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when do i change out the timing chain my 06 frontier with a 4 liter has 99075 miles on it and i bought it second hand so the service history is unknown it runs smooth and quiet but in the back of my mind i am worried and it isn't a cheap job to do.:serious:
 

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Almost 280,000 miles on my '05 and still on the original timing chain if that helps you.
 

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I've always been told a timing chain generally would outlive the vehicle. But I can't confirm due to having a belt and not being a nissan tech
 
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thanks that helps but i will start saving the money to do the job.
Always good to keep money on the side for the unexpected, but absolutely no reason to change the chain unless it starts making noise. The chains are supposed to be maintenance free. Nissan used to state this on their website. Unfortunately many of the earlier 2nd gen Frontiers had defective components installed from the factory so that is why more than a few 2nd gen owners had to change theirs. Chances are you will never need to touch it.

If you have some of the defective components, the chain, and it's components will make noise, and give you plenty of warning.
 

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I´m with Abmobil ... had 220K on mine when I refurbished the entire engine top to bottom. One of the two secondary chain tensioners was almost gone (chain running on metal). Engine runs like in the old days, love my ´06 4L. To me a very reliable engine! By the time your timing chain is due you´ll be warned by a whining noise coming from the front of the engine.
But most important: Never change a running system!
 

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im at 167k and mine need done pretty damn bad, its well past the whining stage lol.
but i seriously wouldnt worry at all if its not making noise, like others have said.
 

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Just listen for the supercharger whine. As said, once it starts to make noise, its time to change it. For me this occurred at 54k miles as I had one of the poorly made chains.
 

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Does the 2013 frontier 6 cylinder 4 Litre have a belt or chain?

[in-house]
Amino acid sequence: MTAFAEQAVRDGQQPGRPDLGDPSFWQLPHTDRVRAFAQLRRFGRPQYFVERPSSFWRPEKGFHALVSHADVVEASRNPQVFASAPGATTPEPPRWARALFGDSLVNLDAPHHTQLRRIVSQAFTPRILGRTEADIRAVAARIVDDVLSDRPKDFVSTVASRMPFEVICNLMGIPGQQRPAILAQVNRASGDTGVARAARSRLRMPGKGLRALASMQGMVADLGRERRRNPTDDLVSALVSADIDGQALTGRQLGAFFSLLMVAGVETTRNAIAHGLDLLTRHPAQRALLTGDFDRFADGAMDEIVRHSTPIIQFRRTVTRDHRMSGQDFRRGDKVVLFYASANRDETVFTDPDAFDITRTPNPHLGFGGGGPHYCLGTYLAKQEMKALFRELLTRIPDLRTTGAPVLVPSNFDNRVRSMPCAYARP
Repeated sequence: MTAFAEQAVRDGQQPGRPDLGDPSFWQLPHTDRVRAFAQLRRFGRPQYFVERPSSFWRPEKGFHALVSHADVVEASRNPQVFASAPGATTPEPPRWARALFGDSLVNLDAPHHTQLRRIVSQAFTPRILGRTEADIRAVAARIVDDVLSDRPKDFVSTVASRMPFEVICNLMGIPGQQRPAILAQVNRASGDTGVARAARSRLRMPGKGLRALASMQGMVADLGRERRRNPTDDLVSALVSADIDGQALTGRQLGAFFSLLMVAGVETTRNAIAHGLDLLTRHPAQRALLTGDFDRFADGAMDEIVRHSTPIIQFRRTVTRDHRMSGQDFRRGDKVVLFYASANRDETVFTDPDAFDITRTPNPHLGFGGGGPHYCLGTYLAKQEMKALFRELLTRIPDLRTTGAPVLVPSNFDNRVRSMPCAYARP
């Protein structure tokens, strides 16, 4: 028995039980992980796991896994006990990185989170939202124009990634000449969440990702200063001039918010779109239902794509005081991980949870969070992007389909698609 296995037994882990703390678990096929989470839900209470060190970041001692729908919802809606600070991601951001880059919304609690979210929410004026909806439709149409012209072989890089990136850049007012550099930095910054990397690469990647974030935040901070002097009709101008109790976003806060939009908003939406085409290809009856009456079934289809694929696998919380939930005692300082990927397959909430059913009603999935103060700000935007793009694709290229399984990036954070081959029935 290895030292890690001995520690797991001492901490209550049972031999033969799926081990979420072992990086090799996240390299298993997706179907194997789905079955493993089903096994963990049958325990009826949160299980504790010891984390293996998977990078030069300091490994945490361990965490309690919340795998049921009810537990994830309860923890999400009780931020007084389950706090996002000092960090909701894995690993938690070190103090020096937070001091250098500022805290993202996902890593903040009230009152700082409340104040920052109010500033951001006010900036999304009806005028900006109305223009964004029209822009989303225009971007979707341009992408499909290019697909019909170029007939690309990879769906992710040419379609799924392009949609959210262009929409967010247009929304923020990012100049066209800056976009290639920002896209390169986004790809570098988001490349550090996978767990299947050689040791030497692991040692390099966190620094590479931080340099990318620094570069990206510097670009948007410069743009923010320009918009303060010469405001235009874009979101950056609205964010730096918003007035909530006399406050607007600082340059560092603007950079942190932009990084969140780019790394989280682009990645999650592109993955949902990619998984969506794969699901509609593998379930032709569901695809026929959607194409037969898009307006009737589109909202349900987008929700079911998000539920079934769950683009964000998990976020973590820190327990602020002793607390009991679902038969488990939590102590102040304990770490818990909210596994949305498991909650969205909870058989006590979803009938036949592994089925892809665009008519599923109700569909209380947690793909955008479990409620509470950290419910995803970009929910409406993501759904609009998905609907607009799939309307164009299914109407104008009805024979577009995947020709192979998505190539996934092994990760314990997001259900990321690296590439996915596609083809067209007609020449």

Nissan VQ-V6's have three timing chains, one primary that connects the crank to the cams and two secondary chains, each connects a respective bank's camshafts.
 

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Chain.

The whinning issue was with the guides or the chain wearing through the guides and not the chain itself.
Well, yes and no. Borg-Warner, who makes the timing chains for the VQ engines made in the US, had some issues with the chain link stampings on the secondary chains as the dies started to wear. The links would get a sharp edge because of the worn die and this would lead to the secondary chain cutting through the plastic tensioner face. The amount of wear on the dies varied depending on how many stampings they made, so some links had sharper edges than those made on dies with less stampings made on them. This is why some timing chains have worn through the tensioner faces in under 50,000 miles and some don't wear through at all or well over 100,000 miles...and everywhere in between. This issue occurs on some VQ40DE engines produced in the US for the 2005-2010 model years. Once the new chains are installed, it should no longer be an issue for the vehicle.
 

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Would you guys recommend lubing it? Is there any ways to help maintain the chains and extend their use?
 

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Would you guys recommend lubing it? Is there any ways to help maintain the chains and extend their use?
The Timing system is lubed via the engine's oiling system coming out of the oil pan. There is no need to lube it "externally". In order to keep it properly maintained just change out your oil and filter with the correct oil and filter regularly and that's just about all you need to do.
 

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The Timing system is lubed via the engine's oiling system coming out of the oil pan. There is no need to lube it "externally". In order to keep it properly maintained just change out your oil and filter with the correct oil and filter regularly and that's just about all you need to do.
glad you replied that. thanks
 

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Can the chain be lubricated to extend its use? Has anyone done this to their timing chain or heard of it being suggested?
 
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